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Eisenstein Film “Strike” to Mark 100 years since Russian Revolution


The Film Club at Grand River North West projected the 1925 film “Strike” as part of marking 100 years since the Russian Revolution. The film was shown as the second part of a double-event, the first part being the launch of Ram Seegobin’s book August 79 Strike: The Principles that Govern Strikes as they Unfurl.

 The film was shown in a special Film Club version, lovingly produced with a Russian sound-track of unusual intensity linked to the finest restoration of the film itself, and with subtitles in both English and French.

 It is a credit to the film that its different genres have so influenced cinema that the film is very contemporary. It is realist – tilting without intrusion into magical realism from time to time, as when Tsarist spies are shown as a bear, a monkey, an owl, etc. – expressionist with its linking of events to architectural reality, and at times symbolic with the inter-splicing, for example, of the slaughter of an ox as the bosses and the State crush the workers’ strike. Throughout the film one is aware of the bold and yet acute perspectives and the precision of the montage. The black-and-white of course permits quicker changes than colour does – this is for the technical reason that colour has an after-image in human perception that prevents the use of quick changes of scene in colour filming – making for the speed of events the watcher feels, as if we are in them. The division into five sections is also interesting, and it reflected part of the title of Ram Seegobin’s booklet launched earlier – “Strikes as They Unfurl”.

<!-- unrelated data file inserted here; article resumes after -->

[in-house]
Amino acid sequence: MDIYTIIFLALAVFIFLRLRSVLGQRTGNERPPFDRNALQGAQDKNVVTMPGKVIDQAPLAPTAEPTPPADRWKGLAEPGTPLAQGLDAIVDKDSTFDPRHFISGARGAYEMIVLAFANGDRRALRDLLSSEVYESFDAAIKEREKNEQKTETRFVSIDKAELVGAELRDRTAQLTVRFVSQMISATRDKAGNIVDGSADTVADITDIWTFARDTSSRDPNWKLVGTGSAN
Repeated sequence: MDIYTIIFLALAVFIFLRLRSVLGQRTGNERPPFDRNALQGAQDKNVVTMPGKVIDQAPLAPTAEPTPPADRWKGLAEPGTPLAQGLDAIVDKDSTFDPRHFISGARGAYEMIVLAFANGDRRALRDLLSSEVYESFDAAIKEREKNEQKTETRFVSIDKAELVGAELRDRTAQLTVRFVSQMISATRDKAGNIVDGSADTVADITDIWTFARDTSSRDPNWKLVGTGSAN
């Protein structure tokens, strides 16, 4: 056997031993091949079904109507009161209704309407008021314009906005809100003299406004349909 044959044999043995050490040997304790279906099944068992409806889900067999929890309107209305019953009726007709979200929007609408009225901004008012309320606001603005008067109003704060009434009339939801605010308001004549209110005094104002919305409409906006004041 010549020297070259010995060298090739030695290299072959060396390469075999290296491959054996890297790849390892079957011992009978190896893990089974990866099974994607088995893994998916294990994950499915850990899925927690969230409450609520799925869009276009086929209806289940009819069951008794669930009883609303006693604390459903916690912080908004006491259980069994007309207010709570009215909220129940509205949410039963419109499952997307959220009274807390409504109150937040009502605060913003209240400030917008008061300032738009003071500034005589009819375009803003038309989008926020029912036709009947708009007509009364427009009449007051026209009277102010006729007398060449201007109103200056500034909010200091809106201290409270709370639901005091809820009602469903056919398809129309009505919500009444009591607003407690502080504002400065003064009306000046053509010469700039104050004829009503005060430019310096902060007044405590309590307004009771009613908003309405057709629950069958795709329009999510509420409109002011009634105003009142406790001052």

What is interesting is that, at age 25, and only 7 years after the Revolution itself, Eisenstein chose to make a film on a strike 5 years before the Revolution, a strike that ended in total apparent defeat. But which as we watch it, we know it was part of the experience that workers were gaining: how to meet up to prepare demands, how to avoid provocation by the bosses and the State, how to recognize spies, and how to prepare beforehand for the inevitable consequences of a long strike. This experience would contribute to the ability of the first taking of power by the working class after the Paris Commune of 1871.

The film had a very real feel to it – for those of us who had just listened to the talks by Ram Seegobin and Jean-Claude Bibi about the August 79 strike in Mauritius.